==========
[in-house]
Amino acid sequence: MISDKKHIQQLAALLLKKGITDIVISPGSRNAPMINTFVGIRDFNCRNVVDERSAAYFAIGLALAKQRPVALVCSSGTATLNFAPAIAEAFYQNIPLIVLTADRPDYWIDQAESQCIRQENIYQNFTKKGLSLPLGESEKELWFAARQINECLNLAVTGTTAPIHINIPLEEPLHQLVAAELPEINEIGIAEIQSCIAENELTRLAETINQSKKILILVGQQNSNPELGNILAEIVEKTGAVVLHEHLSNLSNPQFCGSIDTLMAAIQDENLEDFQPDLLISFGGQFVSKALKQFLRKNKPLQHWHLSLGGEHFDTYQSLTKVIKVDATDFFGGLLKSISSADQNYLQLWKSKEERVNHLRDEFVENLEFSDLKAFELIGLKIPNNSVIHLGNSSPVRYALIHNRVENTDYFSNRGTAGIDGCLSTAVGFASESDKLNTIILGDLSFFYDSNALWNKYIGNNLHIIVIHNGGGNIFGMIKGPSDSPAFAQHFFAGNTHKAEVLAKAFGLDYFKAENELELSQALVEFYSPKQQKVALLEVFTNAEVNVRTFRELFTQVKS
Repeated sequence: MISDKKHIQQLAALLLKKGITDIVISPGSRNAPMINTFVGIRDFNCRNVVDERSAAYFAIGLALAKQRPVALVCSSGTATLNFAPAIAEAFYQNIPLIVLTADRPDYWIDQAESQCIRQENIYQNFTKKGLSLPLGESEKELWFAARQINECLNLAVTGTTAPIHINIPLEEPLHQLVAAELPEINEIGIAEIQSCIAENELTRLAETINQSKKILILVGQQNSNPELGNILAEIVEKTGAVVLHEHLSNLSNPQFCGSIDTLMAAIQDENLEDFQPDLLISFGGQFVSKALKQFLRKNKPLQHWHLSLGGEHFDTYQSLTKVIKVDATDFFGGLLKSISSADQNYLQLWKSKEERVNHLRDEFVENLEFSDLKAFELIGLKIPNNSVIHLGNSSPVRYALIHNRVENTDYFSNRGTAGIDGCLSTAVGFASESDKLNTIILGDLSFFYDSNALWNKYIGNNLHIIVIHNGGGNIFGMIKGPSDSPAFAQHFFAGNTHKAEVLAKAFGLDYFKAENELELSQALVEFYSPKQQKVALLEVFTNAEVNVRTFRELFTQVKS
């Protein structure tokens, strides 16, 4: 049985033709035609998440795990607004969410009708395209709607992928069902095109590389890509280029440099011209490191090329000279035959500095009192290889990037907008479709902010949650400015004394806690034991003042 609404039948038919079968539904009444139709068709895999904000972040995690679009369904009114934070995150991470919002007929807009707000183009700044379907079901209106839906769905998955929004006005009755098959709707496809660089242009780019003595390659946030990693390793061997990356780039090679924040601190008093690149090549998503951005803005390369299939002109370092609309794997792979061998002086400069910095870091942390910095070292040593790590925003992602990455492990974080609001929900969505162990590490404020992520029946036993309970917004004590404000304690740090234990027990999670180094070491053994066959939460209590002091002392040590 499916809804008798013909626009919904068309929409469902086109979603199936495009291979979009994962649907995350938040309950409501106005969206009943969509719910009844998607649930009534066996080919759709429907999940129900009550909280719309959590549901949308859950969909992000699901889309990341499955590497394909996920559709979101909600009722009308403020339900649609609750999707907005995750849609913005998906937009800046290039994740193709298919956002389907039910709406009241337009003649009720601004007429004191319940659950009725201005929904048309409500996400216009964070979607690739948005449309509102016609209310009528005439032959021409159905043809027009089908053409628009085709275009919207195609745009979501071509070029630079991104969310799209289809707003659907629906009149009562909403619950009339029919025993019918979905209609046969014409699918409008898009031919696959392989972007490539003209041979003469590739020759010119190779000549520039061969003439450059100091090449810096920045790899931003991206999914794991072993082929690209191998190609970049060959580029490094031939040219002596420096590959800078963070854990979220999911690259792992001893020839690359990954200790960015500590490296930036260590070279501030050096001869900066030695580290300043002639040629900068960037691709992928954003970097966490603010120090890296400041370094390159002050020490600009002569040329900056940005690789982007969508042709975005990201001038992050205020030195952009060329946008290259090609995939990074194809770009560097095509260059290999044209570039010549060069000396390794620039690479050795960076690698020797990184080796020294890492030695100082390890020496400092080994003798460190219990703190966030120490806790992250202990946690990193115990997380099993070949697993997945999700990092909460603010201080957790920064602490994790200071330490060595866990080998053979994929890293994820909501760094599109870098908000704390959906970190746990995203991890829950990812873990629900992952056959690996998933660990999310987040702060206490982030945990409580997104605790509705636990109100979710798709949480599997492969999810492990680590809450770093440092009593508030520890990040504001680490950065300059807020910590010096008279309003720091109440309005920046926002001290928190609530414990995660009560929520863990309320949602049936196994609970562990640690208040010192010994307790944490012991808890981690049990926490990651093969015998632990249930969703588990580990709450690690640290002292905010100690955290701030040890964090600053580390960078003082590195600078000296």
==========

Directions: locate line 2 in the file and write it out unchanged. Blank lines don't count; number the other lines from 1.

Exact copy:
Amino acid sequence: MISDKKHIQQLAALLLKKGITDIVISPGSRNAPMINTFVGIRDFNCRNVVDERSAAYFAIGLALAKQRPVALVCSSGTATLNFAPAIAEAFYQNIPLIVLTADRPDYWIDQAESQCIRQENIYQNFTKKGLSLPLGESEKELWFAARQINECLNLAVTGTTAPIHINIPLEEPLHQLVAAELPEINEIGIAEIQSCIAENELTRLAETINQSKKILILVGQQNSNPELGNILAEIVEKTGAVVLHEHLSNLSNPQFCGSIDTLMAAIQDENLEDFQPDLLISFGGQFVSKALKQFLRKNKPLQHWHLSLGGEHFDTYQSLTKVIKVDATDFFGGLLKSISSADQNYLQLWKSKEERVNHLRDEFVENLEFSDLKAFELIGLKIPNNSVIHLGNSSPVRYALIHNRVENTDYFSNRGTAGIDGCLSTAVGFASESDKLNTIILGDLSFFYDSNALWNKYIGNNLHIIVIHNGGGNIFGMIKGPSDSPAFAQHFFAGNTHKAEVLAKAFGLDYFKAENELELSQALVEFYSPKQQKVALLEVFTNAEVNVRTFRELFTQVKS